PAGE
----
According to Stefflbauer, it means that companies should “adopt policies that ensure active listening on calls, even when a soft-spoken or a junior person is speaking;  it means ensuring equal ‘admin’ work at meetings (who is always taking notes?); looking at the ‘stretch’ or growth projects and travel assignments and who gets to do them vs who doesn’t.” 

But companies can also conduct pay equity surveys, Stefflbauer suggests, and “ensure that no one gets penalized for not demanding the highest salary; publishing pay ranges, for instance, so that a salary survey won’t reveal massive gaps by gender, race, age, or any other factor for employees who perform the same work.” 

When you want to build a thriving and inclusive virtual workplace

COVID-19 has proven that tech companies can drastically adapt their work culture in a short timeframe, so it’s a great time to use this opportunity to also look at noninclusive workplace practices. 

Not sure where to start? Here are a few things companies can do now to ensure their work culture is an inclusive one, and remains so post-lockdown.

1. Ensure clear and efficient communication

A focus on flexible yet efficient communication can prevent muddled messaging, missed deadlines, and decreased productivity. Zoom, Slack, Teams, Trello, Asana, and InVision are communication tools that can contribute to an inclusive virtual culture with a smooth flow of information. 

But using these tools without creating new communication guidelines can overlook the introverted employee. Introverts who may feel uncomfortable speaking up in IRL and Zoom meetings may be able to communicate better in a virtual chat capacity, said Cadet. “Now with meetings in a virtual capacity you can put your message in the chat. There’s more room for conversation, and people are more open to creating dialogue whether through Slack or mail.”

Perhaps your company used to rely on daily all-hands meetings, where everyone gave an update. This traditional meeting structure may not be effective any longer and could be contributing to exclusionary workplace practice without even realizing it. Cutting daily meetings can allow room for employees to self-evaluate, recognize their own strengths and weaknesses, and use the uninterrupted time to get their job done.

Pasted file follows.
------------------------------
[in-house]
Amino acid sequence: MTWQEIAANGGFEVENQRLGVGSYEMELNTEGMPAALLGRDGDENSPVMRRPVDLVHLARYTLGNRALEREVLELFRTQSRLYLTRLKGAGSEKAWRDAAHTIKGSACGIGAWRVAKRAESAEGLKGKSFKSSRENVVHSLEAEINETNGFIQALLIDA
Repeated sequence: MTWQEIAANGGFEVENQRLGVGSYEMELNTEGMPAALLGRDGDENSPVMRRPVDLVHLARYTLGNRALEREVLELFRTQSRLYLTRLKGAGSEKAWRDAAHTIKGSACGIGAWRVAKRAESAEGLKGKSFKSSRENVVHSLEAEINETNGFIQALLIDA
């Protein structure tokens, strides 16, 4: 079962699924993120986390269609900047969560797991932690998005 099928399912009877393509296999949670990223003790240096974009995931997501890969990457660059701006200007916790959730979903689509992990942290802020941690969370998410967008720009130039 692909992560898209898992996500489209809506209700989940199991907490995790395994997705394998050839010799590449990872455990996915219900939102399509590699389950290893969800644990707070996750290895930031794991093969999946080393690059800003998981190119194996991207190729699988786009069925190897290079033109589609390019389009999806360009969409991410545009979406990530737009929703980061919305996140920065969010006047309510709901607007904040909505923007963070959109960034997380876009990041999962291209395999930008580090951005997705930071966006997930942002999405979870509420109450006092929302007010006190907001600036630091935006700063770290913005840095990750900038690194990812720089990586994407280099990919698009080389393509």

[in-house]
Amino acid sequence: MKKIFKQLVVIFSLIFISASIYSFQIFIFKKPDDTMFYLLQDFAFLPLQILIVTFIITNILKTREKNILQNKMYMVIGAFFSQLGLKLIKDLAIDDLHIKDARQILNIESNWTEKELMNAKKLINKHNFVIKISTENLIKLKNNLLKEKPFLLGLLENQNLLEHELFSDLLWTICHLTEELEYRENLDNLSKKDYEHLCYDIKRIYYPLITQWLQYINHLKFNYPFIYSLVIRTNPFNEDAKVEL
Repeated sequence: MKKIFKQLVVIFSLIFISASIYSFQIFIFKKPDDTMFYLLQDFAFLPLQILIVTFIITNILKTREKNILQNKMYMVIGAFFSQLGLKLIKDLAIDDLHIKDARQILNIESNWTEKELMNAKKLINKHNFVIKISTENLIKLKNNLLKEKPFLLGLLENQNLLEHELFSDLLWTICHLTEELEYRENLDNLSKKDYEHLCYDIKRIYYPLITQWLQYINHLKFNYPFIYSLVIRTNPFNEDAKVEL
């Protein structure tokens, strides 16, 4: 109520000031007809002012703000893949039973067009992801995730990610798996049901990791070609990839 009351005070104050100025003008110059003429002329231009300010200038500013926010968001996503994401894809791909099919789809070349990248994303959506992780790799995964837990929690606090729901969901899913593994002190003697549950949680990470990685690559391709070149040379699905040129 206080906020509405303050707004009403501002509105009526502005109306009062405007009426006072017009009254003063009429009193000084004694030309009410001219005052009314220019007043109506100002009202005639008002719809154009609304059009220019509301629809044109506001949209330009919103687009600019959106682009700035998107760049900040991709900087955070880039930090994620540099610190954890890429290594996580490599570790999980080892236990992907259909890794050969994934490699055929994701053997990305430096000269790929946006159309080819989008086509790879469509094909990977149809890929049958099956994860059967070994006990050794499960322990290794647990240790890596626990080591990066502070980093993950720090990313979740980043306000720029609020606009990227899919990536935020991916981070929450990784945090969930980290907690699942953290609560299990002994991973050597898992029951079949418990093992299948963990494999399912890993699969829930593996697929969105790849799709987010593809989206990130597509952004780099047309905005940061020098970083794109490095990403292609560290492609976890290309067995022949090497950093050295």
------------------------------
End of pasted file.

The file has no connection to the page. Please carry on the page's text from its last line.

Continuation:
2. Practice intentional inclusion with measurable goals

Diversity and inclusion should be one of the core values of the company – and not a catchphrase.

In an op-ed for the Huffington Post, Patricia Fili-Krushel, CEO at the Center for Talent Innovation wrote that companies need to “develop an actionable, measurable plan” to fulfil their diversity efforts.

Active inclusion benefits everyone. It’s a practical motive, Sarah Joyce, Chief Global Officer of the AV trade association AVIXA, explained to TNW. Homogeneity and groupthink in the workplace is counterproductive because “studies show that more diverse organizations perform better financially and the good news is that technology is a great enabler by increasing ROI, lending itself to more innovative ideas and fostering a more productive work environment.”

Joyce champions apprenticeships and professional qualifications to continue to foster diversity and inclusion within the AV industry.

Companies that are still able to hire have the perfect opportunity to prevent homogeneity In the virtual workplace. Remote work is location independent which means that your hiring pool is vast, and that people with disabilities, mobility issues, or child-rearing responsibilities are now operating on an equal level playing field. 

At Frauenloop, Stefflbauer connects minority women to the tech industry. Her nonprofit “relies on tech companies to understand that they have to invest in juniors to reap the benefits of extended tenure and mentorship experience among the senior staff,” Stefflbauer explained. 

“Companies that realize how much more value they get by hiring and supporting, say, a junior developer who might not look or sound like the majority of the team, are the ones who avoid being stuck endlessly screening and hiring ‘tech ninjas’ – who will generally drop them for a bigger paycheck in three months.”